TouchArcade - Eli Hodapp...iPad Pro absolutely, 100% could be the central computing device for a home. [...] But there is a certain (sorry) norm-core computing demographic that could very well end up with an iPad Pro as the 'enhanced' component to their smartphone, which is their real computer. Somewhere on the same level as other use-case-based devices like wearables and an interconnected home.
The Verge - Lauren GoodeI'm not sure how anyone can walk away with a first impression that's any different from, "Wow, this is comically large." Unboxing my iPad Pro and getting it in my hands for the first time brought all the memories of the original Xbox rushing back, as everything about that console (particularly the launch day unit) from the size of the Xbox itself to how huge the controller is just felt absurdly huge. [...]
If you want a good size comparison without leaving the house, look around for a normal sized magazine. For whatever reason I've got an issue of People on my coffee table, and the screen of the iPad Pro is basically the exact same size. Add in a little extra around the edge for the bezel, and there you go.
But even this split-screen mode isn't enough for lots of the "laptop" things I need to do on a daily basis. This is still a mobile OS we're talking about. It's nice that it's at least familiar feeling, unlike the foreign hybrid OS that Microsoft introduced with the first Surfaces. But I can't manipulate more than two app windows at a time on the iPad Pro. I can't control things with a trackpad. I can't run Final Cut Pro on the iPad Pro. Entering data into cells in the Google Sheets app on the iPad Pro is still onerous. There's no way to hand over the iPad to someone else and let them quickly log in as a "guest" user.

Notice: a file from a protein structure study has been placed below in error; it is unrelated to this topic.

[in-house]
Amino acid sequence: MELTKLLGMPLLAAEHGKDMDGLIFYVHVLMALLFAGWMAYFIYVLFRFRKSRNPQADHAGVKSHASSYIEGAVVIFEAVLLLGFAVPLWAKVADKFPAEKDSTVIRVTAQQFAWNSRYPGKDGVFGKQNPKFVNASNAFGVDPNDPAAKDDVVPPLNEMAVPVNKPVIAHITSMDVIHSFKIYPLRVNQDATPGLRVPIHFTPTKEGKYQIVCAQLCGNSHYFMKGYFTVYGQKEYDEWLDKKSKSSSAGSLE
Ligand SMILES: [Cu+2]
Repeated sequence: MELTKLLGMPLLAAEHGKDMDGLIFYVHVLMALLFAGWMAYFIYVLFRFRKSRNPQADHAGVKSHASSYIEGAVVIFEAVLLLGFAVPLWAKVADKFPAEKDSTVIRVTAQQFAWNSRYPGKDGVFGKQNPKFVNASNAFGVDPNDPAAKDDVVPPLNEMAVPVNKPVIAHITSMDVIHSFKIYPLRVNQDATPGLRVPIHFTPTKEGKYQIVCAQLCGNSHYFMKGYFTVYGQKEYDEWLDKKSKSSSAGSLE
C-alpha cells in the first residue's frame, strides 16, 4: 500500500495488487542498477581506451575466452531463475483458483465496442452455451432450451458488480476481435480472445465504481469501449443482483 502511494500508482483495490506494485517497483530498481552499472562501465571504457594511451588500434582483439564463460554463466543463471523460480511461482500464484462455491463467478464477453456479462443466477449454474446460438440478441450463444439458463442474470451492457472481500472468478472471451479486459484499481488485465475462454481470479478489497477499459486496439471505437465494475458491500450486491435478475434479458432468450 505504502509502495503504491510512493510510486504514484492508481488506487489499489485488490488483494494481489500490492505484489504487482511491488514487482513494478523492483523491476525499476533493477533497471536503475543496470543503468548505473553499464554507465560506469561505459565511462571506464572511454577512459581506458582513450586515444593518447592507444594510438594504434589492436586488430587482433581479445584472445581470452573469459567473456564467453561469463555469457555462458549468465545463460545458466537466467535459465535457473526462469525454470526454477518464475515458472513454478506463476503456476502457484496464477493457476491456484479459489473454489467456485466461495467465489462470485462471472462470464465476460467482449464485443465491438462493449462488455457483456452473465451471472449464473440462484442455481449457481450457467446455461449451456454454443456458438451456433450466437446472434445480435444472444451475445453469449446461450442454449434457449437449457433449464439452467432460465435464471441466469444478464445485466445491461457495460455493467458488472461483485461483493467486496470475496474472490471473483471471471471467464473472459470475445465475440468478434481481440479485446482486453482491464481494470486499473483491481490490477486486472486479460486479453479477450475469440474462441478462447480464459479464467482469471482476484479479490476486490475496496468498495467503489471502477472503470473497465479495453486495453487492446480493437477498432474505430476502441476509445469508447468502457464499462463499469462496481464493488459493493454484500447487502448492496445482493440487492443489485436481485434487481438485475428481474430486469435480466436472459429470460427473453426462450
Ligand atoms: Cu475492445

The Verge - Walt Mossberg
The Wall Street Journal - Joanna SternYou can get a lot more done with iPad apps than with the paltry selection of tablet / touch-first apps available for the Surface. But, because Apple hasn't made a great keyboard, the iPad Pro isn't a complete replacement for a great laptop like the MacBook Air -- even for a tablet guy like me.
The iPad Pro will no doubt make a lot of Apple users happy, especially if they use it for graphics. But I won't be buying one, and I don't recommend that average users do so either.
More Reviews: Bloomberg, Daring Fireball, Fast Company, TechRadar, The Telegraph, Wired and Yahoo TechThe Pro may seem wedged between iPads and MacBooks, but it will be your main computer in the future. As our phablets push smaller tablets into retirement, the big tablet and its accessories will do the same for our traditional computers. For now, however, it may be easiest to step back and see the Pro as a... really good, really big iPad.
Article Link: iPad Pro Review Roundup: Powerful Creative Canvas, but Not Quite a PC Replacement